Tuesday, February 25, 2014

Hand Embroidery: Lost in Cross Stitches & Sampler No 4

Ooh, I think I have a very soft spot for hand embroidery, and it is developing into a crush...

The fourth sampler with cross stitches made me want a lot more, judge yourself

Cross Stitches: 1. Traditional cross stitch; 2. St. George cross stitch; 3. Star stitch; 4. Herringbone stitch; 5. Herringbone stitch variations; 6. Leaf stitch
Cross stitches are so much fun, I got carried away. I enjoy Jessica's teaching style and hope she will have more courses on Craftsy besides this one. Her tips are great.

Look at the star stitch, for example, (blue and slate grey rows). The first star in the slate grey row is the usual way of making the stitch, but Jessica shows how to make it differently (all the remaining stars), and, honestly, I like her way better. You can say it, right? You start by making a simple cross stitch. And then, usually they'd tell you in books to go over the cross that you just made. But Jessica goes under it, it makes the stitch flatter.

The next, herringbone stitch, is the one that we use so much in couture sewing for seam allowances, but we call it simply a cross stitch. It's a simple but effective stitch that covers large area with just a little thread.

My favorite - the leaf stitch. Those red leaves are so graphic, I love them!

So, one more sampler is to be done and then it's over with the class. I am looking forward to more, and I already found a nice guide for beginner bead embroidery. It is basically a few samplers for each stitch family, but made in beads. Techniques are very similar - I have already read the entire book while waiting for my parent-teacher conferences appointments. I am lost in an embroidery daydream, readers, join me!

Are you actually interested in embroidery posts? If yes, I'll continue sharing embroidery posts here once a week or so...

More posts and samplers from the class:

Hand Embroidery: Yes, I can! I mean, I will (Sampler 1)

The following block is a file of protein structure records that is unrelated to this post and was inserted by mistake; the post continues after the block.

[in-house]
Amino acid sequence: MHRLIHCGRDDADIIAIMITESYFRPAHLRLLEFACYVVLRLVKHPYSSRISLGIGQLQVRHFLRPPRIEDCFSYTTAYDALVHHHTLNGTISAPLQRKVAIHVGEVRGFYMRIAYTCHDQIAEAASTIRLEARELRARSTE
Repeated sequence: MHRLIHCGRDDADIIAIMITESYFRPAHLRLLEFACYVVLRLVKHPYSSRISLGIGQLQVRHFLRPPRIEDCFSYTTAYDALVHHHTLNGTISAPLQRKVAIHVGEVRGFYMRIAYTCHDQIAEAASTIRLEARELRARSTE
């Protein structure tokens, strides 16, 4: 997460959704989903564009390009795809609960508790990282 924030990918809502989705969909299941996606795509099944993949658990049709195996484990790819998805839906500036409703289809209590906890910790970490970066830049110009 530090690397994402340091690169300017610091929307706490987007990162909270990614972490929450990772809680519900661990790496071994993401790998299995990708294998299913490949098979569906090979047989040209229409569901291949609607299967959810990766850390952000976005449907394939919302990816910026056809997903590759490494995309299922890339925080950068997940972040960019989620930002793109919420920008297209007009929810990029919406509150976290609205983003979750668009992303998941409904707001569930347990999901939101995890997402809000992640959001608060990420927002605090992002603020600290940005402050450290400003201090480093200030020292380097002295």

Hand Embroidery: The second sampler is completed
Hand Embroidery: An Ode to Bouillon Stitch (Sampler 2)

16 comments:

  1. I am enjoying seeing your work. I am reacquainting myself with embroidery as well. I have fell in love with Alabama Chanin and I worked on a bolero using the Herringbone as my "stretch stitch". I look forward to working on the stitches to get the look I want in those garments as well as some coin purses that I have been making.

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  2. Beautiful! Please keep on posting your stitches, they please my eyes... also I´m always about to start stitching but mostly other projects cross my mind before. If you continue I´m sure I´ll start soon... :-)
    This time I like the leaves most.
    Cheers,
    Nastjusha

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  3. Beautiful. I love them, both the stitches and your posts. I keep toying with taking the class, but it will wait. I've got a lot going on right now but it's definitely fun to see your efforts.

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  4. Beautiful, I think I will take this class. I have a 1930s vintage kimono that I want to complete sewing but first need to embroidery the back and sides. This is just want I need to motivate me back into doing that project. Yes! I would like to see more posts.

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  5. The embroidery posts are beautiful; please keep doing them! I have embroidered before but too many hobbies and too little time!

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  6. I did some cross stitching as a wee lass. I am still a little bit drawn to embroidery and various other hand techniques (scalloped hems, lace insertions, etc). I follow a blog "the old fashioned baby," that's all about hand stitching. I wouldn't apply it to baby clothes though. I see LINGERIE! So this is all relevant to my greater sewing insterests.

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  8. wow great stitch how to do that and whats stitch name ??

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